As students, we wanted to help, but many of us didn’t know how. LTC homes were “locked-down” and we were “locked-out”. We also lacked the training and experience needed to provide long-term care, so we decided to learn through experiment, gain experience through research, and start by shedding light on the health inequities of LTC home residents during the COVID-19 pandemic. 

We formed a research team of medical, nursing, science, epidemiology, and public health students. We designed a research study to explore how the initial lockdown impacted LTC home residents’ lives, and if the visitation strategies that followed were of any help. With the supervision of a frontline physician who had expertise in long-term care, and support from the Ontario Centre for Learning, Research, and Innovation in Long-Term Care at Bruyère, we were ready to undertake an adventure of a lifetime, one that would ultimately shape our perspectives and careers. 

Our project entailed surveying and virtually interviewing LTC home residents, their family members, and designated caregivers. We believed that one-on-one interviews would allow residents and family members to speak their minds and tell us about their experiences and stories candidly and safely. For some of us, this was not our first research study collaboration, but for all of us, it was the first time that we had the opportunity to hear real-life stories and experiences in LTC homes during the pandemic. Residents and their families had a lot to say, their words were emotionally charged, their stories laden with anger, despair, guilt, and confusion. We felt what they felt, ached as they ached, and at certain points, could not believe what we had heard.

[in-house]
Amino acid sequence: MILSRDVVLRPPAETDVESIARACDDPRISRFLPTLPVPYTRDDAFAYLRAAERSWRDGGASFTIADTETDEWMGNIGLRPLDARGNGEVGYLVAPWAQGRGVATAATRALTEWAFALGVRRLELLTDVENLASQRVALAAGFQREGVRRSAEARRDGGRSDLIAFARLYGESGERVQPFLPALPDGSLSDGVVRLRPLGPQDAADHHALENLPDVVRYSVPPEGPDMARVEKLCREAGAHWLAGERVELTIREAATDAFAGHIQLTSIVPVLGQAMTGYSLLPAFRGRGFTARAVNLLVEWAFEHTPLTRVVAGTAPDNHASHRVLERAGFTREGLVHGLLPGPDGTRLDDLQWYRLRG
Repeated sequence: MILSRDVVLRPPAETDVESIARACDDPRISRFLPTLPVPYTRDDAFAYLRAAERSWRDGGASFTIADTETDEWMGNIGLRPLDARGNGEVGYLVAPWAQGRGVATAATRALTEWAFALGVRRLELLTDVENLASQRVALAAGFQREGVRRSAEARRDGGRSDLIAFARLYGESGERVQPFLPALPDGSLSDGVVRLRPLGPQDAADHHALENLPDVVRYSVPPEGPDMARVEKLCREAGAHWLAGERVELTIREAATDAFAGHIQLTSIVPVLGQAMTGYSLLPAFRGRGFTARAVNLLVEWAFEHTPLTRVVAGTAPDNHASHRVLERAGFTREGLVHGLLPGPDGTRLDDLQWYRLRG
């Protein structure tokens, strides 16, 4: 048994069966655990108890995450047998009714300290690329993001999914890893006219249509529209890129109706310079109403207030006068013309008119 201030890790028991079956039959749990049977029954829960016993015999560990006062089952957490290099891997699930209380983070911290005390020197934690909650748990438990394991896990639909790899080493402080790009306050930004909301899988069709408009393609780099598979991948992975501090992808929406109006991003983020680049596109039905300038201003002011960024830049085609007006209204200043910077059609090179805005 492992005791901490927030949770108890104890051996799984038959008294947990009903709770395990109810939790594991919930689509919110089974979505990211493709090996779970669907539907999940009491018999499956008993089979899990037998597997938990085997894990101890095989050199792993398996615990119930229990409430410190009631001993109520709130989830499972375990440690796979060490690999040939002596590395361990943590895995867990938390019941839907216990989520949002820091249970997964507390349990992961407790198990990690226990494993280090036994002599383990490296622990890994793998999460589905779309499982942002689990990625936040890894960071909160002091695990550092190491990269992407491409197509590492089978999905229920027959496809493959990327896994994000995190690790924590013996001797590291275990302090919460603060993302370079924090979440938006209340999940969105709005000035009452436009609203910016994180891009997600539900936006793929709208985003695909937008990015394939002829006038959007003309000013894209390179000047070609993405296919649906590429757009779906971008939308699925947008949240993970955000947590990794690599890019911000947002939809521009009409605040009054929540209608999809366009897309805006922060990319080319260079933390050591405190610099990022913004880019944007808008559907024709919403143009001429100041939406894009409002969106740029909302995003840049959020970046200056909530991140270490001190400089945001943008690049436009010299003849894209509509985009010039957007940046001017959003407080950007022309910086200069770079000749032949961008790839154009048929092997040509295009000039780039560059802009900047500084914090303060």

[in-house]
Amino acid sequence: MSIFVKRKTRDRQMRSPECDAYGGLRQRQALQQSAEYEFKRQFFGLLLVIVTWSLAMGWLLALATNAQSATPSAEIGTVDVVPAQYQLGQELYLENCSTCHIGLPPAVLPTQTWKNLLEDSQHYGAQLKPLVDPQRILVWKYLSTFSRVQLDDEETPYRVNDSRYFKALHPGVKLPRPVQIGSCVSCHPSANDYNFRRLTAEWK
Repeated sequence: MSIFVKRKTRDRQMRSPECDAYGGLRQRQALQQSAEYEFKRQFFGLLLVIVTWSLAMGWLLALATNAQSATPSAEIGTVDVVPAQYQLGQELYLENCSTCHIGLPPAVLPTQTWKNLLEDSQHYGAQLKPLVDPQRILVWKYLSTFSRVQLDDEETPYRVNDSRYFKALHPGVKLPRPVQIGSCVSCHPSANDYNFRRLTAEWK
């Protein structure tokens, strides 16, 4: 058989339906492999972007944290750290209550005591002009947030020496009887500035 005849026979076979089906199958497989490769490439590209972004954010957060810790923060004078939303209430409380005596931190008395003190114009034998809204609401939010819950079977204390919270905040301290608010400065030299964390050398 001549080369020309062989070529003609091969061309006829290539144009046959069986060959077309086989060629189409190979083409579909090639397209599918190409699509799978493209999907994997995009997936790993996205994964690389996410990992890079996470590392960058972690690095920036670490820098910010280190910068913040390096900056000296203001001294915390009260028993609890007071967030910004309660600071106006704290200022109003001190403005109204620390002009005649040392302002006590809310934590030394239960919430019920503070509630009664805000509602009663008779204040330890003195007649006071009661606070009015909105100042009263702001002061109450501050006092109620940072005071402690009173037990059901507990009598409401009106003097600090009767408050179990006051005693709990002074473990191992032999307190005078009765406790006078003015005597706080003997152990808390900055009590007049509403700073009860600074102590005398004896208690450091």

This was a challenging time for everyone, including us, students, who were navigating a changing education system, coping with COVID-19 stress, and trying to see this research study through. While many argued that we did not have the capacity to take on an emotionally charged study such as ours, we found solace in what this adventure brought to us and what it would bring to the scientific community for years to come. Through this study, we found a purpose and cause to fight for, a channel to streamline our efforts, and an opportunity to expand on what health equity means in long-term care and COVID-19. We were and still are, confident that the stories we heard and experiences of residents and family members that we documented, coupled with our robust approach to research will shed light on an understudied issue; the health inequities experienced by LTC home residents. Our findings can serve as the first step towards making sure that LTC home residents never have to experience the same inequities they have ever again.